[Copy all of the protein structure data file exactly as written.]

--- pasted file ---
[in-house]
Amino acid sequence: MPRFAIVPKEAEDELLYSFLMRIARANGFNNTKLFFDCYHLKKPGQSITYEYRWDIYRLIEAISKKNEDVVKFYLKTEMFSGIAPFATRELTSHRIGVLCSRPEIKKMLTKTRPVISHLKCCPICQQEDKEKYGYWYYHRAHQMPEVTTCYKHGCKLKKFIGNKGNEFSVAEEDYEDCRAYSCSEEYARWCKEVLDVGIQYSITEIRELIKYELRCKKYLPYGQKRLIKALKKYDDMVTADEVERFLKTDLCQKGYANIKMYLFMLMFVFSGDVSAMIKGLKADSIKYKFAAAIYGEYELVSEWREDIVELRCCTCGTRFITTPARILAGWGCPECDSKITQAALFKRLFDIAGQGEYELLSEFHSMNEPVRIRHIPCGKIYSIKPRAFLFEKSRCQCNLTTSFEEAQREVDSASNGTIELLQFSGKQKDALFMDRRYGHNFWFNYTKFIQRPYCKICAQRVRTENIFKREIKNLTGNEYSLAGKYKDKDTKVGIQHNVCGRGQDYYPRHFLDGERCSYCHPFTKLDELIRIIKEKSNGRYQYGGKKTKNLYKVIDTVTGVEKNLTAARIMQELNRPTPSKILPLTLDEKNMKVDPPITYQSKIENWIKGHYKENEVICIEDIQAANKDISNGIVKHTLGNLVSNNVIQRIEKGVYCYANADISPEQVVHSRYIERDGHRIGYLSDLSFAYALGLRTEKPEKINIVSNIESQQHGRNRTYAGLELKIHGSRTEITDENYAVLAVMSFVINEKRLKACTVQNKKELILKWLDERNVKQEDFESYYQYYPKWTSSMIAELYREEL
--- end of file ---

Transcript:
[in-house]
Amino acid sequence: MPRFAIVPKEAEDELLYSFLMRIARANGFNNTKLFFDCYHLKKPGQSITYEYRWDIYRLIEAISKKNEDVVKFYLKTEMFSGIAPFATRELTSHRIGVLCSRPEIKKMLTKTRPVISHLKCCPICQQEDKEKYGYWYYHRAHQMPEVTTCYKHGCKLKKFIGNKGNEFSVAEEDYEDCRAYSCSEEYARWCKEVLDVGIQYSITEIRELIKYELRCKKYLPYGQKRLIKALKKYDDMVTADEVERFLKTDLCQKGYANIKMYLFMLMFVFSGDVSAMIKGLKADSIKYKFAAAIYGEYELVSEWREDIVELRCCTCGTRFITTPARILAGWGCPECDSKITQAALFKRLFDIAGQGEYELLSEFHSMNEPVRIRHIPCGKIYSIKPRAFLFEKSRCQCNLTTSFEEAQREVDSASNGTIELLQFSGKQKDALFMDRRYGHNFWFNYTKFIQRPYCKICAQRVRTENIFKREIKNLTGNEYSLAGKYKDKDTKVGIQHNVCGRGQDYYPRHFLDGERCSYCHPFTKLDELIRIIKEKSNGRYQYGGKKTKNLYKVIDTVTGVEKNLTAARIMQELNRPTPSKILPLTLDEKNMKVDPPITYQSKIENWIKGHYKENEVICIEDIQAANKDISNGIVKHTLGNLVSNNVIQRIEKGVYCYANADISPEQVVHSRYIERDGHRIGYLSDLSFAYALGLRTEKPEKINIVSNIESQQHGRNRTYAGLELKIHGSRTEITDENYAVLAVMSFVINEKRLKACTVQNKKELILKWLDERNVKQEDFESYYQYYPKWTSSMIAELYREEL